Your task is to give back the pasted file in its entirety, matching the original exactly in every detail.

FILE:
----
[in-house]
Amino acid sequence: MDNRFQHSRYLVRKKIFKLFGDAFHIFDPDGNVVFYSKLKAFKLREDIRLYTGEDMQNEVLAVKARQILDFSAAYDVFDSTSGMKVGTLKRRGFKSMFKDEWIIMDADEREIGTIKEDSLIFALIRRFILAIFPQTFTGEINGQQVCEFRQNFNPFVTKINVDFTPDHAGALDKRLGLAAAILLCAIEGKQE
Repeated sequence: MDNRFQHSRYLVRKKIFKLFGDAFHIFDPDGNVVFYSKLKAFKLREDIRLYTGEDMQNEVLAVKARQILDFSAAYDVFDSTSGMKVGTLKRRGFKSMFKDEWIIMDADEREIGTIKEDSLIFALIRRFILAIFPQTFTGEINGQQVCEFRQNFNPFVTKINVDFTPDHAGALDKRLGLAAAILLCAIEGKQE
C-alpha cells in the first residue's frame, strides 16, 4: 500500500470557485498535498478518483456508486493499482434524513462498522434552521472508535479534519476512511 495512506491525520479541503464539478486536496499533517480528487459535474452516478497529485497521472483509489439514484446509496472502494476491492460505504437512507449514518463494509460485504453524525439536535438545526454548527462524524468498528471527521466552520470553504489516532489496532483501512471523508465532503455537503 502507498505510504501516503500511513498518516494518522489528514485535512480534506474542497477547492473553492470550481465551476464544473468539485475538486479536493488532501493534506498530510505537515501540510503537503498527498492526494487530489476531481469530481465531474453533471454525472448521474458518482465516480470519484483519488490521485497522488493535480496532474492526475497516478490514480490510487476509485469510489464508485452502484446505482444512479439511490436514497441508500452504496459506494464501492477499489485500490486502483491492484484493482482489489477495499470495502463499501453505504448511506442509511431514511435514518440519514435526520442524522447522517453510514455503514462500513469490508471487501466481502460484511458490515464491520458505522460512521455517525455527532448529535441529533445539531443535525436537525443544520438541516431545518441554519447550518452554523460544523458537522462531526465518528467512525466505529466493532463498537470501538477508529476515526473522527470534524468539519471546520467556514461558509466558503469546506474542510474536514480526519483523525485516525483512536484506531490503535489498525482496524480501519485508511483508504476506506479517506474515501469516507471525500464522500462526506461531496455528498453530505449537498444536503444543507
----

[in-house]
Amino acid sequence: MDNRFQHSRYLVRKKIFKLFGDAFHIFDPDGNVVFYSKLKAFKLREDIRLYTGEDMQNEVLAVKARQILDFSAAYDVFDSTSGMKVGTLKRRGFKSMFKDEWIIMDADEREIGTIKEDSLIFALIRRFILAIFPQTFTGEINGQQVCEFRQNFNPFVTKINVDFTPDHAGALDKRLGLAAAILLCAIEGKQE
Repeated sequence: MDNRFQHSRYLVRKKIFKLFGDAFHIFDPDGNVVFYSKLKAFKLREDIRLYTGEDMQNEVLAVKARQILDFSAAYDVFDSTSGMKVGTLKRRGFKSMFKDEWIIMDADEREIGTIKEDSLIFALIRRFILAIFPQTFTGEINGQQVCEFRQNFNPFVTKINVDFTPDHAGALDKRLGLAAAILLCAIEGKQE
C-alpha cells in the first residue's frame, strides 16, 4: 500500500470557485498535498478518483456508486493499482434524513462498522434552521472508535479534519476512511 495512506491525520479541503464539478486536496499533517480528487459535474452516478497529485497521472483509489439514484446509496472502494476491492460505504437512507449514518463494509460485504453524525439536535438545526454548527462524524468498528471527521466552520470553504489516532489496532483501512471523508465532503455537503 502507498505510504501516503500511513498518516494518522489528514485535512480534506474542497477547492473553492470550481465551476464544473468539485475538486479536493488532501493534506498530510505537515501540510503537503498527498492526494487530489476531481469530481465531474453533471454525472448521474458518482465516480470519484483519488490521485497522488493535480496532474492526475497516478490514480490510487476509485469510489464508485452502484446505482444512479439511490436514497441508500452504496459506494464501492477499489485500490486502483491492484484493482482489489477495499470495502463499501453505504448511506442509511431514511435514518440519514435526520442524522447522517453510514455503514462500513469490508471487501466481502460484511458490515464491520458505522460512521455517525455527532448529535441529533445539531443535525436537525443544520438541516431545518441554519447550518452554523460544523458537522462531526465518528467512525466505529466493532463498537470501538477508529476515526473522527470534524468539519471546520467556514461558509466558503469546506474542510474536514480526519483523525485516525483512536484506531490503535489498525482496524480501519485508511483508504476506506479517506474515501469516507471525500464522500462526506461531496455528498453530505449537498444536503444543507